Bruce Carlisle Robertson (DPhil Theology, 1967)
Raja Rammohan Ray The First Global Indian (Routledge Press, 2023)
Bruce's latest book, Raja Rammohan Ray The First Global Indian is scheduled to be published by Routledge Press in Calcutta, India, this Spring. Ram Mohan Ray is called the `Father of Modern India' in recognition of his epoch-making social, educational and political reforms. Robertson argues that Ray set the agenda for modern India in his vision of a self-determining, modern, pluralistic society founded upon the Upanishadic principles of freedom of sadhana and one rule of law for all.
Bob Jope (English, 1971)
A play based on Bob's novel Elvis in Wonderland is in rehearsal with The Merlin Theatre in Frome and will be heading from there to Bath, Bristol and South Devon later in the year.
Stay tuned for information on tickets!
Stephanie Kline (MSt Modern British & European History, 2015)
Edward VI: Henry VIII's Overshadowed Son (Pen and Sword Books, 2023)
For too long, King Edward VI has been pushed to the very edges of Tudor history - overlooked in favour of some of the more vibrant personalities of his family members, such as Henry VIII and Elizabeth I. Known as the 'boy king' of the Tudor dynasty, he is often remembered for little more than the ambitious councillors who governed England during his minority. His reign, however, and the significant religious changes that took place as he furthered the Protestant Reformation in England, had great influence over the remaining decades of the Tudor period and even modern Britain as we know it today.
Uther Charlton-Stevens (Modern History, 2002)
Anglo-India and the End of Empire - (Hurst Publishers, 2022)
A startling new history of a community’s struggle to be heard as Empire waned in India, with echoes for all those of mixed heritage.
Toby Purser (History, 1989)
The Making of England (Amberley Publishing, 2022)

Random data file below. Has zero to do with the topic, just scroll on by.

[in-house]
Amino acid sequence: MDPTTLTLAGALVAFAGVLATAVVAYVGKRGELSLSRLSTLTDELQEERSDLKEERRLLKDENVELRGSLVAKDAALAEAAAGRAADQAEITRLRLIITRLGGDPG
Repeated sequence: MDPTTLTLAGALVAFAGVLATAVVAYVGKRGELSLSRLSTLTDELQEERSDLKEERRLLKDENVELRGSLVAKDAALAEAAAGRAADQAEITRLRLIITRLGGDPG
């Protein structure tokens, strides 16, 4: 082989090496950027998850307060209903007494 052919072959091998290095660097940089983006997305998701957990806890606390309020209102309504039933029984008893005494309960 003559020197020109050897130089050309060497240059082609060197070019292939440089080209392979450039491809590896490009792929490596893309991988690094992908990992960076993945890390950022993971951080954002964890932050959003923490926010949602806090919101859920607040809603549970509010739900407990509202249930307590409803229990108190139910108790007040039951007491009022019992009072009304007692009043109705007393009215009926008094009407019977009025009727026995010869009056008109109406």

'The Making of England' seeks to challenge the established narrative of the inevitable rise of the unified Christian state. England was not exceptional in its governance, parliaments, religion or monarchy: it was a European state.
Andrew Beattie (Geography, 1987)
The Secret in the Tower (Sweet Cherry Publishing, 2022)
Andrew Beattie's book for children aged 10-12 is set in medieval London during the last days of the reign of King Richard III.
1485. Richard III is King of England. Henry Tudor's invasion looms. Jack Broom thinks that war and politics have nothing to do with him. He is a simple apothecary's boy dreaming of becoming a surgeon - until soldiers mistake him for a boy of noble birth. Narrowly avoiding being dragged to the Tower of London, Jack sets out on a perilous mission to find out who he truly is. With the help of his new friend Alice, he uncovers conspiracies, treason, and the deadly lengths people will go to for power.
Jeff Hearn (Geography, 1965)
Digital Gender-Sexual Violations: Violence, Technology and Motivations (Matthew Hall, Jeff Hearn and Ruth Lewis) (Routledge, 2022)
This groundbreaking book argues that the fundamental issues around how victim-survivors of digital gender-sexual violations (DGSVs) are abused can be understood in terms of gender and sexual dynamics, constructions, positioning and logics. The book builds upon Hall and Hearn's previous work, Revenge Pornography, but has been substantially reworked to examine other forms of DGSV such as upskirting and sexual deepfakes, as well as the latest research and debates in the field.
Knowledge, Power and Young Sexualities: A Transnational Feminist Engagement (Tamara Shefer and Jeff Hearn) (Routledge, 2022)
This book troubles the ways young people have been constructed as ‘trouble’ through critical readings of the effects and impacts, politically and ideologically, globally and locally, of scholarship and practice directed at South African young people’s sexualities over the last three decades of addressing HIV, GBV and other sexual and gender justice challenges.
Age at Work: Ambiguous Boundaries of Organizations, Organizing and Ageing (Jeff Hearn and Wendy Parkin) (Sage, 2021)
Age at Work explores the myriad ways in which ‘age’ is at ‘work’ across society, organizations and workplaces, with special focus on organizations, their boundaries, and marginalizing processes around age and ageism in and across these spaces.
Isabel Thomas (Human Sciences, 1998)
The Bedtime Book of Impossible Questions (Bloomsbury, 2022)
Why are bubbles always round? Why can't I remember being a baby? Do plants have feelings? What's the opposite of a spider? This book answers the most brilliant, baffling and bamboozling questions Isabel has been asked in her career as a science writer for young audiences.
With engaging and accessible text, The Bedtime Book of Impossible Questions is perfect to delve into when you are wondering if there really is an answer to everything.